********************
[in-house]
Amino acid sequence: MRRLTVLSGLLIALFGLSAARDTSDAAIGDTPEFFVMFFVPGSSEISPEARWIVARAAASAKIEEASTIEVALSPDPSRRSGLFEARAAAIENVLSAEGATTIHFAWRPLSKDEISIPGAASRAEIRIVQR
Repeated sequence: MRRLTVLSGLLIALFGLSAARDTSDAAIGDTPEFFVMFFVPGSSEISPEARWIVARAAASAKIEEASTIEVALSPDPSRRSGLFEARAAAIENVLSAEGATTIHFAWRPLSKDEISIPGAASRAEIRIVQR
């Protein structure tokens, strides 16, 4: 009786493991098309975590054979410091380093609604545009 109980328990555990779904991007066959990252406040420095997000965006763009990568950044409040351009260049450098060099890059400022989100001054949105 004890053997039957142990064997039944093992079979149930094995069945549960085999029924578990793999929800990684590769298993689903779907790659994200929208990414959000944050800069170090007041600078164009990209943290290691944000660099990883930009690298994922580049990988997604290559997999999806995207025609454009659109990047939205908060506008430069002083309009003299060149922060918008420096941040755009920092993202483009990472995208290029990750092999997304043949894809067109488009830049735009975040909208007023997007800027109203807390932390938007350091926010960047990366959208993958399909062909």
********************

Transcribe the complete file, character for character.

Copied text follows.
[in-house]
Amino acid sequence: MRRLTVLSGLLIALFGLSAARDTSDAAIGDTPEFFVMFFVPGSSEISPEARWIVARAAASAKIEEASTIEVALSPDPSRRSGLFEARAAAIENVLSAEGATTIHFAWRPLSKDEISIPGAASRAEIRIVQR
Repeated sequence: MRRLTVLSGLLIALFGLSAARDTSDAAIGDTPEFFVMFFVPGSSEISPEARWIVARAAASAKIEEASTIEVALSPDPSRRSGLFEARAAAIENVLSAEGATTIHFAWRPLSKDEISIPGAASRAEIRIVQR
């Protein structure tokens, strides 16, 4: 009786493991098309975590054979410091380093609604545009 109980328990555990779904991007066959990252406040420095997000965006763009990568950044409040351009260049450098060099890059400022989100001054949105 004890053997039957142990064997039944093992079979149930094995069945549960085999029924578990793999929800990684590769298993689903779907790659994200929208990414959000944050800069170090007041600078164009990209943290290691944000660099990883930009690298994922580049990988997604290559997999999806995207025609454009659109990047939205908060506008430069002083309009003299060149922060918008420096941040755009920092993202483009990472995208290029990750092999997304043949894809067109488009830049735009975040909208007023997007800027109203807390932390938007350091926010960047990366959208993958399909062909």